In addition to hardware redundancy, Siemens also provides backup management options. Along with the Web management interface, the company includes not only a CLI, but also an X Windows client.
Finally, Siemens' own softphone is pricey, and although the company does not support the use of the X-Ten and 3Com softphones, both are much less expensive and they work just fine.
The good news about the Zultys MX250 is that it's completely standards-based. This is a pure SIP PBX. The bad news is ... well, there isn't any bad news. This PBX did exactly what the people at Zultys said it would do and did it very nicely indeed. Even better, because it is a standard SIP implementation, it worked perfectly with our Spirent Abacus test equipment and we were able to confirm that the product performs exactly as Zultys says it will. The voice quality, as we've learned to expect from today's IP phones and PBX hardware, was excellent.
The MX250 itself is a 2U box with dual IBM PowerPC processors running MontaVista Software's Hard Hat Linux. The company says that the MX250 was designed from the ground up as an IP PBX platform, rather than being a telephony platform with IP grafted on, or a computer with telephony grafted on. While it's not clear that this gives the MX250 any real operational advantages, what is clear is that this product is nicely integrated and feature rich.
While the MX250 is limited to 250 users, you can network 32 MX250s together over Ethernet to support as many as 8,000 users. Zultys includes a management application that runs on Windows, which is downloaded from the MX250. There's also a Web-based management interface.
Adding users requires only a simple form, but if you have a lot of users, you can upload a CSV file created using Excel or something similar. The company says that an LDAP interface will be available in the near future.
One of the benefits of a standards-based PBX is that it will support inexpensive, nonproprietary devices. While we used the ZIP 4X4 IP telephone from Zultys for the tests, you can use any phone that meets SIP standards. This includes SIP-based softphones and software such as Microsoft Windows Messenger (assuming Service Pack 2 doesn't change things).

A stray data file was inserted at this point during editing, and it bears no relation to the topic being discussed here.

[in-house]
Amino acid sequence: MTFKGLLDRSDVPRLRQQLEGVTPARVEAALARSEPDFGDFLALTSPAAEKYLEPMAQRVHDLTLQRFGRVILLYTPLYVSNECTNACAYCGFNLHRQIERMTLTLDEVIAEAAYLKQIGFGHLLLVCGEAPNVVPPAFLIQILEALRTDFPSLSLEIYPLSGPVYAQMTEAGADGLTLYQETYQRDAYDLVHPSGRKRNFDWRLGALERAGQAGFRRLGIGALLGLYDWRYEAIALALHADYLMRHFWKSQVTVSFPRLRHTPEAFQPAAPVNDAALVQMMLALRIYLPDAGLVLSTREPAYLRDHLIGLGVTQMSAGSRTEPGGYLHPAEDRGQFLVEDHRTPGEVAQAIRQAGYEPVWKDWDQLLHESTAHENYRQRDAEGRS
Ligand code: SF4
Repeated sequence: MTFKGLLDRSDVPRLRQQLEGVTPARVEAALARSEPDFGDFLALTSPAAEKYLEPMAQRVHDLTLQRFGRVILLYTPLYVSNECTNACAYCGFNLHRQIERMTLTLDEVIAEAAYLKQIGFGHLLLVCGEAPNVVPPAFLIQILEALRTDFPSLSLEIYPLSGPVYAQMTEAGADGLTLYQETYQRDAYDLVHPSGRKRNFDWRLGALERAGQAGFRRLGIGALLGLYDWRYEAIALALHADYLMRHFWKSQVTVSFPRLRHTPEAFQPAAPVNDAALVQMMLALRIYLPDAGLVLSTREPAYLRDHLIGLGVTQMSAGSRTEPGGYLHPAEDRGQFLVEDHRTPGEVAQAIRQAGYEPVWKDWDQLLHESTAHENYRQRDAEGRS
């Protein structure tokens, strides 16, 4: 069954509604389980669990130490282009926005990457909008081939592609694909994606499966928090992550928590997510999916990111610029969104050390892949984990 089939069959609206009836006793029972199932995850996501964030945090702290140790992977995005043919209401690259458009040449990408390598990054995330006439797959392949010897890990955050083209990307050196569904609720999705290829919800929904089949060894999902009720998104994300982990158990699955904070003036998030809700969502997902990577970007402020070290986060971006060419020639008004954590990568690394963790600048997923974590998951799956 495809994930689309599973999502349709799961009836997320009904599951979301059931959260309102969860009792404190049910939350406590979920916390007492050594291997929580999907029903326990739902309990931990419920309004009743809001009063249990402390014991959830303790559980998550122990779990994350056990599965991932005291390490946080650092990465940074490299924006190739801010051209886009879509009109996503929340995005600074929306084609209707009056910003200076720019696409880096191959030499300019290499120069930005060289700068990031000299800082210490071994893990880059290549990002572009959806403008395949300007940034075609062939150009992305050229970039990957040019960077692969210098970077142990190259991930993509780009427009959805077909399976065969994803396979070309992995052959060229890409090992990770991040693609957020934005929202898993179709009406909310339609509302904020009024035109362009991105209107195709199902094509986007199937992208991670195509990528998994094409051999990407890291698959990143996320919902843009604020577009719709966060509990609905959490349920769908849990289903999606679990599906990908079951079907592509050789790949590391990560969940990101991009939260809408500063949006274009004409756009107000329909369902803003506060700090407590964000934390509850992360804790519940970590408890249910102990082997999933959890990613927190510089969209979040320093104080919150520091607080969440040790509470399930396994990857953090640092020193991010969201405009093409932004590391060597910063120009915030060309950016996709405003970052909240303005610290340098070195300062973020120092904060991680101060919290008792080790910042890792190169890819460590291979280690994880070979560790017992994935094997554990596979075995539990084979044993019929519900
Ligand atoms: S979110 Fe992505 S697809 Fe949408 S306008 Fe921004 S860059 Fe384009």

Most of the telephony features you're likely to want are included with the MX250. Voice mail is standard (storage is handled by up to two SCSI hard drives) and you get automated attendants, multiple operator groups, fax termination and origination, multimedia switching, and flexible connections to the PSTN.
Management is straightforward. You can configure phones and most other SIP devices from the PBX, and the whole shebang will work over a shared Ethernet network as long as it supports QoS. You even get a secure instant messenger and secure voice connections. The MX250 supports 128-bit AES (Advanced Encryption Standard) encryption internally (unlike the Avaya PBX, the Zultys allows you to control whether it's used), and you can encrypt external traffic across the PSTN or your private network if you're going to link another MX250. The product also includes its own internal firewall and it supports IPSec VPNs.
We were impressed by Zultys' interface for end-users. This tool is designed to let users manage their own phones and calling rules to the extent allowed by the IT manager. In addition to giving users more flexibility in how they make and receive calls, this offloads some of the work otherwise done by the IT department.
While you won't be able to run a medium-sized city or a massive enterprise with the MX250, you'll be able to support most organizations. The standards support and security features work together to make the Zultys MX250 a great option for small and midsize businesses.
All four of these platforms are good choices for businesses. You'll notice that we didn't find any losers here. What we did find is that, despite their common purpose, these are very different products. They're suited for enterprises of varying sizes and differing needs. It's likely that for any given company, only one, perhaps two, of the products reviewed here is even relevant. After all, if you have 150 people in your company, you're probably not shopping for the Avaya S8700. And if you have 20,000 people, the Zultys isn't going to meet your needs.
In addition, a great deal depends on how important some characteristics and features are to your organization. Is your company a stickler for standards support? Do you need extremely high availability? Is your enterprise in one location or spread across the globe? All of these will influence your choice of a telephone system.
Interestingly, price is not one of the differentiating factors. User for user, feature for feature, these products are in the same ballpark. Yes, there are some differences in pricing, but probably not enough to make the critical difference in such a capital expenditure. What matters more is that the PBX meets your needs and whether it will fit into your organization with an acceptable level of disruption. All of these products can do that, but whether they will depends on your staff, organization, and infrastructure, at least as much as on the product itself.
In this review, we originally erred in describing a few features of the Siemens HiPath 4000. The HiPath's operating system is UnixWare8. It supports a maximum of 100,000 stations per network, and it can encrypt voice communications. Siemens does not support the use of X-10 or 3Com softphones with the HiPath system. The review has been corrected.
Overall Score (100%)
|3Com VCX V7000 IP Telephony Solution, v. 5.0||9.0||8.0||8.0||8.0||8.0|
|Avaya S8300 and S8700 Media Servers||8.0||9.0||8.0||9.0||9.0|
|Siemens HiPath 4000 Real-Time IP System, v. 2.0||8.0||9.0||8.0||9.0||9.0|
|Zultys MX250 Enterprise Media Exchange||9.0||8.0||8.0||8.0||9.0|
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